Helloo world 🙂 For my second video review I chose glycolysis part 1 by BiochemJM. Now going back a little if you all can remember, that my first video review was on carbohydrates the reason behind me picking carbs was for you to get accustom to the molecule of GLUCOSE ! Now if you have not read my review on carbohydrates please do so, and you can also like and comment and all that other good stuff (y)
Since my form 6 days I have never really liked this particular topic because it was so complicated with all these enzymes and long names that I couldn’t even pronounce properly. I used to feel alot like this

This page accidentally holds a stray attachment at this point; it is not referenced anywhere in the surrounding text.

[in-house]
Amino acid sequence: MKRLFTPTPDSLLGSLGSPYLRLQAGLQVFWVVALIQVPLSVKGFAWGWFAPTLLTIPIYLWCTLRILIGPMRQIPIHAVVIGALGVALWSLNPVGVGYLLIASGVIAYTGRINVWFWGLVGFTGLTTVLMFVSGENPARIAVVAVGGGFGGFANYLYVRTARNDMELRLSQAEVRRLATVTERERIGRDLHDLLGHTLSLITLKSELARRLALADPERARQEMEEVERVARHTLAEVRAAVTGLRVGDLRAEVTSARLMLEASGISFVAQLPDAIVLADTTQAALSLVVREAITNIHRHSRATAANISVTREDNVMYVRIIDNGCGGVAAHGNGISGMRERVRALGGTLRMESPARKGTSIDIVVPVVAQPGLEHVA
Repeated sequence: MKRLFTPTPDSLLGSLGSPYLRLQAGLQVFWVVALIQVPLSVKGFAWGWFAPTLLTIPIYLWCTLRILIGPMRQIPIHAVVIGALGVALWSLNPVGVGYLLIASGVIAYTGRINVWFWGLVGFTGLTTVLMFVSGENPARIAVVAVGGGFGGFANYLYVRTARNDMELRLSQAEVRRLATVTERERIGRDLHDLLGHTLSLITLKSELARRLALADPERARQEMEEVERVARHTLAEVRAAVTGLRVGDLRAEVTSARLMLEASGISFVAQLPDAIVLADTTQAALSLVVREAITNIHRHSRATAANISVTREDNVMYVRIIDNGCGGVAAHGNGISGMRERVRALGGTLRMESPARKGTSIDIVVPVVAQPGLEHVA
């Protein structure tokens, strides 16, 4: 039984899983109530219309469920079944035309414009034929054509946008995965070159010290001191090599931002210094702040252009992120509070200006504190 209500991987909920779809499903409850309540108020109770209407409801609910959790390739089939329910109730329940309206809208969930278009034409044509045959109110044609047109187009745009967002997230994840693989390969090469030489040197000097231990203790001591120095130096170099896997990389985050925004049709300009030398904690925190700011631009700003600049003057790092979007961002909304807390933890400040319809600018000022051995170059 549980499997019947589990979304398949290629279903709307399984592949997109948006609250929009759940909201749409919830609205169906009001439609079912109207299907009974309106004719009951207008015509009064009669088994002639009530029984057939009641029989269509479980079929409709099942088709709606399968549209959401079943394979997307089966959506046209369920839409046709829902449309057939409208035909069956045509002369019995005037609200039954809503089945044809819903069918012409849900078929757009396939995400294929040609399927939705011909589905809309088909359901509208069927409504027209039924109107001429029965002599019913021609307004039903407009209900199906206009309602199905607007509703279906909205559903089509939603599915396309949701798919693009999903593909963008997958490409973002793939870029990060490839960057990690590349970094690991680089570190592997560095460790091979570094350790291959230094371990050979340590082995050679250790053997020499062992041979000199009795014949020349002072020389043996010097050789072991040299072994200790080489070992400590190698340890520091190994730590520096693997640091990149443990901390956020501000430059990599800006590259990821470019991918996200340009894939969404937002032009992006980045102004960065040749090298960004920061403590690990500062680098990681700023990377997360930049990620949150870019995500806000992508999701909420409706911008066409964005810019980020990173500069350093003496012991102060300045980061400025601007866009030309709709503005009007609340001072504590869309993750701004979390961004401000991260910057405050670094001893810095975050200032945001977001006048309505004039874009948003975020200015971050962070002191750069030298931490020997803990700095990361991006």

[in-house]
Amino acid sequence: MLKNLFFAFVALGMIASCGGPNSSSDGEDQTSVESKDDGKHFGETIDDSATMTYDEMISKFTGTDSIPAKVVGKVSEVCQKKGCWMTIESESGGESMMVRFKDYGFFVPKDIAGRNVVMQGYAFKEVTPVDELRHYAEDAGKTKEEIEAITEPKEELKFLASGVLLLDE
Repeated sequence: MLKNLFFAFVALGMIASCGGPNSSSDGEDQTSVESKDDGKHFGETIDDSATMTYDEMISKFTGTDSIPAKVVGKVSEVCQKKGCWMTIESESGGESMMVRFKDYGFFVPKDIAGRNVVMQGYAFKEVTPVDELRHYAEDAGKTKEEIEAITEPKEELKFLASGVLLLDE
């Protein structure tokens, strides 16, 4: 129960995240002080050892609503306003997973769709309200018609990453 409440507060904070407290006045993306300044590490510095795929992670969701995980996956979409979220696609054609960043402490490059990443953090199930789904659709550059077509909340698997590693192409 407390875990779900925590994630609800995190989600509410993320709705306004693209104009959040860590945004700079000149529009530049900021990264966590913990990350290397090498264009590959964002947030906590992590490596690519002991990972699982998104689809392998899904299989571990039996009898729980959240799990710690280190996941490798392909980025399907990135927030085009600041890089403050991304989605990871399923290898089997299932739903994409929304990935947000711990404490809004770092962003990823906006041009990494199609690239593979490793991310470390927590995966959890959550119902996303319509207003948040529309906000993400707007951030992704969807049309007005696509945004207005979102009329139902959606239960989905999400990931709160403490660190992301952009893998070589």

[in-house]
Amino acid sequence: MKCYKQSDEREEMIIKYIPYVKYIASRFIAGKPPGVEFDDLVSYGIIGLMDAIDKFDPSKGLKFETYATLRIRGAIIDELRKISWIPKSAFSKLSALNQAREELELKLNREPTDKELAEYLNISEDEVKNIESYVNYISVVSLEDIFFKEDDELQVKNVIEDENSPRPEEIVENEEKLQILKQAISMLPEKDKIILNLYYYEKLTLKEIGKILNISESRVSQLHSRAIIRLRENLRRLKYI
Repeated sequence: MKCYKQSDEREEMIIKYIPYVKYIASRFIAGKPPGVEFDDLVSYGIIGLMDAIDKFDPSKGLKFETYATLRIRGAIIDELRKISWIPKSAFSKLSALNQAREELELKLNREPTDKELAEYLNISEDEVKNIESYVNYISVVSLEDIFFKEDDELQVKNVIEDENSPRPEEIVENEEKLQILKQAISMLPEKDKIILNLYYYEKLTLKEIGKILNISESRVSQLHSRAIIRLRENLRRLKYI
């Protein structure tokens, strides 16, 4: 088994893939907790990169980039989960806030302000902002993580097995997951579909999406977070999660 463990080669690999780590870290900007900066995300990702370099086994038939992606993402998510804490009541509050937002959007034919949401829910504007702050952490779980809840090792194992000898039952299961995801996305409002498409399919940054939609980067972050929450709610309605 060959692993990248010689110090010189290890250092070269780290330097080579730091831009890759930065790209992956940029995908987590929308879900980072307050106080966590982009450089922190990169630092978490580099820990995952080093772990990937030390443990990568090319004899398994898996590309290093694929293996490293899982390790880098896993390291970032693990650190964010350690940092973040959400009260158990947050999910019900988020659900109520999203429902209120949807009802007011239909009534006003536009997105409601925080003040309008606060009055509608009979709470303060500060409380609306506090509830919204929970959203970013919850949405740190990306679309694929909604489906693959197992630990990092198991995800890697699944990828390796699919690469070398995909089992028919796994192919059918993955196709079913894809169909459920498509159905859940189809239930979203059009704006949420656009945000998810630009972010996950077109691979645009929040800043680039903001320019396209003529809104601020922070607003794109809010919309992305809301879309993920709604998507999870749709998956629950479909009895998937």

But since I have been introduced to the BiochemJM channel on youtube, my hope has been restored. And I gave glycolysis another chance. I really appreciated these videos as it honestly made me understand this topic in literally an hour’s time. I now feel like this
To begin I shall start off with a definition of glycolysis
Basically it is responsible for the production of ATP (adenosine triphosphate) through the degradation of glucose. It does not use molecular oxygen, since it was hypothesized that this mechanism was initiated before earth’s atmosphere contained the element. It occurs in the cytosol of cells.
Here is a little diagram to start us off
Now don’t get sacred, the diagram is alot but it can be broken down.
There are 10 enzymes involved in glycolysis! From the video it was divided into two phases the preparatory phase and the payoff phase.
Dealing with the first phase ( First 5 enzymes of glycolysis)